Advancing growth in the European HIS market
Although most European hospitals have some kind of information system in place, very few have a fully integrated and functional hospital information systems (HIS) solution installed. Increasing accountability pressures on the government and regulatory authorities to garner more investments into healthcare IT adoption is boosting the HIS market potential.
New analysis from Frost & Sullivan, Hospital Information Systems Market in Europe, finds that market earned revenues of over $3.4 billion in 2008 and estimates this to reach $4.26 billion in 2015. In this research, Frost & Sullivan's expert analysts thoroughly examine complete and partial HIS solutions for clinical, administrative and financial applications in small-, medium-, and large-sized hospitals in the region.
“Government and regulatory authorities are compelled to increase investments into healthcare automation due to political pressure as well as public demand,” says Frost & Sullivan Senior Research Analyst S.Priyan. “A significant part of the government’s budget allocation goes towards healthcare, with the healthcare expenditure versus the gross domestic product (GDP) of the countries growing, worldwide.”
The growth rate in this market is considerably lower because of the decreasing number of potential end users year after year. Additionally, the market’s penetration rate has almost reached its saturation level. Currently, the annual maintenance and replacements systems are the main sources of revenues for the vendors. Future revenues will also mainly depend on the recurring revenues from annual support and maintenance and replacement systems.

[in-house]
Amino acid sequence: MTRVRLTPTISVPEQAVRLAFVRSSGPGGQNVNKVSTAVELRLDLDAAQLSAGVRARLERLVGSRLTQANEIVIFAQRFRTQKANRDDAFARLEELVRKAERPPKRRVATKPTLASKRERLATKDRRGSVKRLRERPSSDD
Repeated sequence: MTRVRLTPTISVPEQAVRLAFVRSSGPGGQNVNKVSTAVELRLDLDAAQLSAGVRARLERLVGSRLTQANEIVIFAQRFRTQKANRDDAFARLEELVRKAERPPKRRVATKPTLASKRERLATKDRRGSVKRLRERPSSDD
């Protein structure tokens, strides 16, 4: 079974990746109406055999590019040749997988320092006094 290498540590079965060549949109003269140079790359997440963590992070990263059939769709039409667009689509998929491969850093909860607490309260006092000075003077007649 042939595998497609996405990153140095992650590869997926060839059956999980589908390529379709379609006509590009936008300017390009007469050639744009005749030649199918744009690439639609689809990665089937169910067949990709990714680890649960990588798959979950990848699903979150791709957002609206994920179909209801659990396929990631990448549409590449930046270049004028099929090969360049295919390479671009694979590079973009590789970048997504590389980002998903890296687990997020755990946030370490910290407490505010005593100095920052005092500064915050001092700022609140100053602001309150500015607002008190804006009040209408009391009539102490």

The challenge lies in the lack of adequate adaptable and flexible systems, leading to complex system architecture, reducing the utilisation rates of HIS systems among hospital staff.
“The workflow environment in a hospital is more complex than other sectors and the data processing workflow could extend from several departments to across sectors and territories,” notes Priyan. “Therefore, it is vital for the systems to be highly flexible and adaptable and encompass powerful, effective and user-friendly tools to support the end users.”
Moreover, the large number of potential people to access or change the medical data makes security concerns an issue.
“Despite low investments from private and non-profit hospitals, their numbers are on the rise and vendors should pitch for low-cost systems in these sectors,” concludes Priyan. “Vendors should promote low-cost systems such as remotely hosted systems and application service provider (ASP) systems to successfully cater to high potential consumers such as private
and non-profit hospitals.”
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